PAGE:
Conservation groups are encouraging gardeners to plant native species to help preserve a unique habitat in the province of Ontario. The Carolinian Zone is one of the most biologically diverse regions of Canada and at the same time one of the most threatened. It stretches from Toronto to Windsor and is home to one-quarter of Canada’s human population.
The goal of the campaign is to restore the native plants that are essential for food and shelter for such creatures as the monarch butterfly, the Jefferson salamander, Blanding’s turtle, the cerulean warbler and the rusty patch bumblebee. Native plants have come under pressure from climate change, development and competition from non-native species.
Map will show native gardens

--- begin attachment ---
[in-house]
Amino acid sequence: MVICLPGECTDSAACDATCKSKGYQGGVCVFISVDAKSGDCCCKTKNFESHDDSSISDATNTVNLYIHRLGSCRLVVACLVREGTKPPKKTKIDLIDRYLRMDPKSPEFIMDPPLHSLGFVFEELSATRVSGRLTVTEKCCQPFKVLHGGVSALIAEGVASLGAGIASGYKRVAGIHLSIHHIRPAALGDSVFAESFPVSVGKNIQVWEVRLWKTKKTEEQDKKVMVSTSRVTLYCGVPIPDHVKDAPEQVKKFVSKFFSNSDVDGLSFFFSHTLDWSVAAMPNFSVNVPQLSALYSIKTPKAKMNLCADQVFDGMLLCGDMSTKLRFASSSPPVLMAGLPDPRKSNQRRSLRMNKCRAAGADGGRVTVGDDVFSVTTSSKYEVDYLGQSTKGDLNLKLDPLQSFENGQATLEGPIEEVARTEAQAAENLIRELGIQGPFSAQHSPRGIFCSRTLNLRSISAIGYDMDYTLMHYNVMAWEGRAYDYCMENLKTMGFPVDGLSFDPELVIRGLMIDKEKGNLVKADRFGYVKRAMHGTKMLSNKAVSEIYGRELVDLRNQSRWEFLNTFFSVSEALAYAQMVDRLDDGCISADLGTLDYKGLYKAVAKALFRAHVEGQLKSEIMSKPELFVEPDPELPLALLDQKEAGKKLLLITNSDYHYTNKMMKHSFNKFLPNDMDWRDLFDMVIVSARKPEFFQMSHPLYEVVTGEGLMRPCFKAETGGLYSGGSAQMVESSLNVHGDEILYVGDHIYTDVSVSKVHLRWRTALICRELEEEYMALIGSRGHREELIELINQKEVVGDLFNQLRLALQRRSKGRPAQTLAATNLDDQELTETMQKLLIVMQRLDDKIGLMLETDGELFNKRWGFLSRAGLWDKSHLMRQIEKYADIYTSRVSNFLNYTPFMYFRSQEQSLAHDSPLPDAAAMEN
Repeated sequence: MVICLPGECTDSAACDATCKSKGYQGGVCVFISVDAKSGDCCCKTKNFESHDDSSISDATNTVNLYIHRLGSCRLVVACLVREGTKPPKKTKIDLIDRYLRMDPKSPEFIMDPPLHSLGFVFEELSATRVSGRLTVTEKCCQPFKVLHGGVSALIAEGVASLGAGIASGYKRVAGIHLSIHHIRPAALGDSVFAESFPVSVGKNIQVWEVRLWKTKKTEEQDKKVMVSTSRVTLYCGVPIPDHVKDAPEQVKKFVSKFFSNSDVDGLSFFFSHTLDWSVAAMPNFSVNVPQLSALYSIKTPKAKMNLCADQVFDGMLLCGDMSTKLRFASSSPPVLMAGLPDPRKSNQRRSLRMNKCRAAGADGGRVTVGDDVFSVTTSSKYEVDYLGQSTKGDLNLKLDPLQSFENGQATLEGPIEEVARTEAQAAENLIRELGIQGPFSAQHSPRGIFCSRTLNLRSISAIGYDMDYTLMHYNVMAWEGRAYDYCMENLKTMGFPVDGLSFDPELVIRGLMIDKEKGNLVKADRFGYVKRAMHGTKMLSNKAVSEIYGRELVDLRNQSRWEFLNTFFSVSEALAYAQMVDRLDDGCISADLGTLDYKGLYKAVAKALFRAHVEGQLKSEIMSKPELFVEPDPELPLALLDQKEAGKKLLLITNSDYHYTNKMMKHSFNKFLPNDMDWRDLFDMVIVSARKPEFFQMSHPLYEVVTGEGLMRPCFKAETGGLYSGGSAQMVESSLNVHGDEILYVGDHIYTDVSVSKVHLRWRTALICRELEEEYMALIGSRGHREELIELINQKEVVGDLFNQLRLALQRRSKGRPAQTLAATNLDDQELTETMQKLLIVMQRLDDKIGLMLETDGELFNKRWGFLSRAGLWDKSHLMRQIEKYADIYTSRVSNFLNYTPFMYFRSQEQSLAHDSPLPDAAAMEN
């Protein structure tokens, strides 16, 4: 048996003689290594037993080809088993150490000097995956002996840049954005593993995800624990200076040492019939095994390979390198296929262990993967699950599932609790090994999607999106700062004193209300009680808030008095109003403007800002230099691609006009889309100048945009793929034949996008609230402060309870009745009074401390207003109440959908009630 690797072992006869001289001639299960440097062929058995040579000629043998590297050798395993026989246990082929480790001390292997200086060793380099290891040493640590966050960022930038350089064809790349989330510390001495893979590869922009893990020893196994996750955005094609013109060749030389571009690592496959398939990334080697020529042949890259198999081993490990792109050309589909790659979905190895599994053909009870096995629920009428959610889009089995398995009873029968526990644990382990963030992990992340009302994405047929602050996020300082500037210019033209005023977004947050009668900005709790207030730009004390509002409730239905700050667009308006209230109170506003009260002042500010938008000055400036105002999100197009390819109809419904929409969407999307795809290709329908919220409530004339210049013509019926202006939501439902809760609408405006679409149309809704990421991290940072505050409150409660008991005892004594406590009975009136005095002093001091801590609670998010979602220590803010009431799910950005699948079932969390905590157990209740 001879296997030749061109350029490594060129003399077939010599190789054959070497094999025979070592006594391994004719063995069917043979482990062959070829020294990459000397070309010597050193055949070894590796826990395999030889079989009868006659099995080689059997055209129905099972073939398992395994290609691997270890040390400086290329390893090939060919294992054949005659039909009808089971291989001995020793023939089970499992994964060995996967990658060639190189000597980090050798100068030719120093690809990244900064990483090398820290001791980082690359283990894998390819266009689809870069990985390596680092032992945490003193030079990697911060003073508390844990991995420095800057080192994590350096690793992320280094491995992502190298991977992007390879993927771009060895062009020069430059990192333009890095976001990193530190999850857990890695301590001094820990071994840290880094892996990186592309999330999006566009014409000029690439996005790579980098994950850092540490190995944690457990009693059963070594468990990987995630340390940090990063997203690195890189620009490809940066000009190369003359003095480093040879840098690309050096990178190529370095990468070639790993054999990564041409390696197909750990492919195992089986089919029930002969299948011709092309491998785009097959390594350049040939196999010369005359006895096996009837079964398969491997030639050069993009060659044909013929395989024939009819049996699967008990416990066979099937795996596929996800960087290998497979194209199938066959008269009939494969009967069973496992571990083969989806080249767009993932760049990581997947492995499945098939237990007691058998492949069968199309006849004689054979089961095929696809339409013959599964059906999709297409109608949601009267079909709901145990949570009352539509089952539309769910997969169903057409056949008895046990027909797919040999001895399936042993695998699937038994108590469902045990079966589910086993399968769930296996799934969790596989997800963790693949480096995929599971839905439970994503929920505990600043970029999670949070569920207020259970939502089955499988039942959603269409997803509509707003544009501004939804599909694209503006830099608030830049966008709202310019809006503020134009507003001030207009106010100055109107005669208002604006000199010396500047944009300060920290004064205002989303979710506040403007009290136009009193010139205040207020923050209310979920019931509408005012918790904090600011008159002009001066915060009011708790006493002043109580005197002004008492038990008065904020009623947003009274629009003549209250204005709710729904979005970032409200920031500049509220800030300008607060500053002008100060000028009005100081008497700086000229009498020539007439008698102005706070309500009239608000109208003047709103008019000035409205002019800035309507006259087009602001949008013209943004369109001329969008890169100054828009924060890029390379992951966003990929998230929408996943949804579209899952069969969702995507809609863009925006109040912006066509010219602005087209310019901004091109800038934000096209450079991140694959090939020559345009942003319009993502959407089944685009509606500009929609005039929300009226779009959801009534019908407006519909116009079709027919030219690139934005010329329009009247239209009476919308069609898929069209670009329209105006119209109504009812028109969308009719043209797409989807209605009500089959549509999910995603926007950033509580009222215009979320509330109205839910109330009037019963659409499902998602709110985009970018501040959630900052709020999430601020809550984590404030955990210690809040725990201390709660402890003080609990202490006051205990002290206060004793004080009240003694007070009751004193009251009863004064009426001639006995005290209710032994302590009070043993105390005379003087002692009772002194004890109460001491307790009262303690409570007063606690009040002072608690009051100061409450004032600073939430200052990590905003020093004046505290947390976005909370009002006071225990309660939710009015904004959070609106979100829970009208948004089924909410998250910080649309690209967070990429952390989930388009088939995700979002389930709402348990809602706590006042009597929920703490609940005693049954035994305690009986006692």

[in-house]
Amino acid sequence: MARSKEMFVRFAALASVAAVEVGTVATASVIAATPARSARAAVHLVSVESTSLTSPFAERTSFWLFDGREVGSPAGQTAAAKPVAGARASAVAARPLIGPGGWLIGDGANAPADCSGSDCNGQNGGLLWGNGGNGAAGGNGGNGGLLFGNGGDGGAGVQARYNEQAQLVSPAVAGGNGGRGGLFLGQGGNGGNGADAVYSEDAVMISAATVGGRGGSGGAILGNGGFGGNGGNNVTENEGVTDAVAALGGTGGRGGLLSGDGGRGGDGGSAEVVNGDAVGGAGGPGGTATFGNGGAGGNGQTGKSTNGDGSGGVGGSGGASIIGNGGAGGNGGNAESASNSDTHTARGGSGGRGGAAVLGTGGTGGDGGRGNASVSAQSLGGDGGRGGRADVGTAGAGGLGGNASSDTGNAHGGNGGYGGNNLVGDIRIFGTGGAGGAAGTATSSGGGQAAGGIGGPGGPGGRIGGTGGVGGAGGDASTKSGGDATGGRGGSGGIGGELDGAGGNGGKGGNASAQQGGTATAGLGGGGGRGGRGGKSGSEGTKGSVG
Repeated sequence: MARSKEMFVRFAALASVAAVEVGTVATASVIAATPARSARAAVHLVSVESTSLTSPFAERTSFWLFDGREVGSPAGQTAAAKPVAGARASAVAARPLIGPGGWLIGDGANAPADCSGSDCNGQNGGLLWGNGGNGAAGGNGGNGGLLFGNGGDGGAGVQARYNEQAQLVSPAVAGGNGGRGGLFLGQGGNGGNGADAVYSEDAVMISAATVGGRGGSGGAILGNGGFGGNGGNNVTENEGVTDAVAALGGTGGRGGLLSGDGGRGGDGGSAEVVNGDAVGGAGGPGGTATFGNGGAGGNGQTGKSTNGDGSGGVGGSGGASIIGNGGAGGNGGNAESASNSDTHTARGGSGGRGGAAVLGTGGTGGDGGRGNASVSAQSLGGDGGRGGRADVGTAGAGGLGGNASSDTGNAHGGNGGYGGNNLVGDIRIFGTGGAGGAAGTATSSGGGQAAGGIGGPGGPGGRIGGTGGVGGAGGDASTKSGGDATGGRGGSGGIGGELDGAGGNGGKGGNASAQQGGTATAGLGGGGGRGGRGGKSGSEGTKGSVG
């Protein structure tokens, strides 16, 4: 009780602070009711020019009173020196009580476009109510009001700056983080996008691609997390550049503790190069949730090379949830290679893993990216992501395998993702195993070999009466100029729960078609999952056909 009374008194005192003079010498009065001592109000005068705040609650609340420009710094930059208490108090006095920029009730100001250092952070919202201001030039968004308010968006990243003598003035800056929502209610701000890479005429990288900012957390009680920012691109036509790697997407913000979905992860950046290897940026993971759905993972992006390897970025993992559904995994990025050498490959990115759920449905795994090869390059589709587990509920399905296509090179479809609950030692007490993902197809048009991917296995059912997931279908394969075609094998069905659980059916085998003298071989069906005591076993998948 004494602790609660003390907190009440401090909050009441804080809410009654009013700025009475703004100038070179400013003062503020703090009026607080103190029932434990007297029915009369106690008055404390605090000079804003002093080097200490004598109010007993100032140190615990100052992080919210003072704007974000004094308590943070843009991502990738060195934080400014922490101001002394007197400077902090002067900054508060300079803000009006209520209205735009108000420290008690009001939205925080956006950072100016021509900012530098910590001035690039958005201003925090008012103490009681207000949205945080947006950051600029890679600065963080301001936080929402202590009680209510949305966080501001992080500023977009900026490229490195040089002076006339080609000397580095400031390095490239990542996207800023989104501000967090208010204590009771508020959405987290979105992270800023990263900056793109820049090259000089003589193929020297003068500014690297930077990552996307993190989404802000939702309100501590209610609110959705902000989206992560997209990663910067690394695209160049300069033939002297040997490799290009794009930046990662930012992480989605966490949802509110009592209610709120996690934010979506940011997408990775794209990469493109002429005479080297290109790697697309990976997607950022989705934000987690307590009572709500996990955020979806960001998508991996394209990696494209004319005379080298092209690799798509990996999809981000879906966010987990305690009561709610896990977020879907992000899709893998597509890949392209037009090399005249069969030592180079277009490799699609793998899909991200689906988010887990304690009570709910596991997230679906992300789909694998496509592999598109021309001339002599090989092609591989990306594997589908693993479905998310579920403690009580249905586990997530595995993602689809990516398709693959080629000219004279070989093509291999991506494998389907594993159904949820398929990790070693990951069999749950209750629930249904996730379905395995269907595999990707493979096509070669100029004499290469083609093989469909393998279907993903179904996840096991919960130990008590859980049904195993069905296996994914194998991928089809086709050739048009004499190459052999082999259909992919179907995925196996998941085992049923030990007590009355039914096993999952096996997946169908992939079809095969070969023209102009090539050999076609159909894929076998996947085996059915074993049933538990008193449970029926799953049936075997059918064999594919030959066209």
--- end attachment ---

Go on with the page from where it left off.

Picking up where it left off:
About 95 per cent of the land in the Carolinian Zone is privately owned. World Wildlife-Canada and Carolinian Canada hope to get many owners to plant native species and so, restore paths taken by migratory wildlife and animals that move between habitat types during their life cycles.
The groups have set up a website to provide advice. It includes a Zone Tracker. It will provide a visual measure of the success of this campaign and allow participating gardeners to measure their own impact.